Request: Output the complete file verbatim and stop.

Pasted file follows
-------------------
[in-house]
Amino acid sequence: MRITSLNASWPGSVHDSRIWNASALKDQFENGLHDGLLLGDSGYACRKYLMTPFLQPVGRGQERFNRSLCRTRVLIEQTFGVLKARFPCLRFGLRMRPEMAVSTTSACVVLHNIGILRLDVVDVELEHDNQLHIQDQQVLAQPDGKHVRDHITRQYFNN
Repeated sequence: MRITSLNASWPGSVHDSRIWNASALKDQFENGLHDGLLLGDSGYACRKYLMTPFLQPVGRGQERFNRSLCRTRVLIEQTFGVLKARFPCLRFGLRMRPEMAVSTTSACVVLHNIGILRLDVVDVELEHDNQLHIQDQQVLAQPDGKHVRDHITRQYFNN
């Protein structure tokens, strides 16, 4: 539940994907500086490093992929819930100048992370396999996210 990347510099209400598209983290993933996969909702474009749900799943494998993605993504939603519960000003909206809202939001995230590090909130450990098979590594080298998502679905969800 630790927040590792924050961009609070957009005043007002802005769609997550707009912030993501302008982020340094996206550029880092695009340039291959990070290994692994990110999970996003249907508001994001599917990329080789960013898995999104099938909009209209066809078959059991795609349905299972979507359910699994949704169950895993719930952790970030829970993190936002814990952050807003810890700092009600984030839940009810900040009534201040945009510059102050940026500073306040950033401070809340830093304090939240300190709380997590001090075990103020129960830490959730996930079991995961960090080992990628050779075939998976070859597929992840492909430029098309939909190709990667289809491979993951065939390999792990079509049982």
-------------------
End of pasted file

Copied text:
[in-house]
Amino acid sequence: MRITSLNASWPGSVHDSRIWNASALKDQFENGLHDGLLLGDSGYACRKYLMTPFLQPVGRGQERFNRSLCRTRVLIEQTFGVLKARFPCLRFGLRMRPEMAVSTTSACVVLHNIGILRLDVVDVELEHDNQLHIQDQQVLAQPDGKHVRDHITRQYFNN
Repeated sequence: MRITSLNASWPGSVHDSRIWNASALKDQFENGLHDGLLLGDSGYACRKYLMTPFLQPVGRGQERFNRSLCRTRVLIEQTFGVLKARFPCLRFGLRMRPEMAVSTTSACVVLHNIGILRLDVVDVELEHDNQLHIQDQQVLAQPDGKHVRDHITRQYFNN
């Protein structure tokens, strides 16, 4: 539940994907500086490093992929819930100048992370396999996210 990347510099209400598209983290993933996969909702474009749900799943494998993605993504939603519960000003909206809202939001995230590090909130450990098979590594080298998502679905969800 630790927040590792924050961009609070957009005043007002802005769609997550707009912030993501302008982020340094996206550029880092695009340039291959990070290994692994990110999970996003249907508001994001599917990329080789960013898995999104099938909009209209066809078959059991795609349905299972979507359910699994949704169950895993719930952790970030829970993190936002814990952050807003810890700092009600984030839940009810900040009534201040945009510059102050940026500073306040950033401070809340830093304090939240300190709380997590001090075990103020129960830490959730996930079991995961960090080992990628050779075939998976070859597929992840492909430029098309939909190709990667289809491979993951065939390999792990079509049982």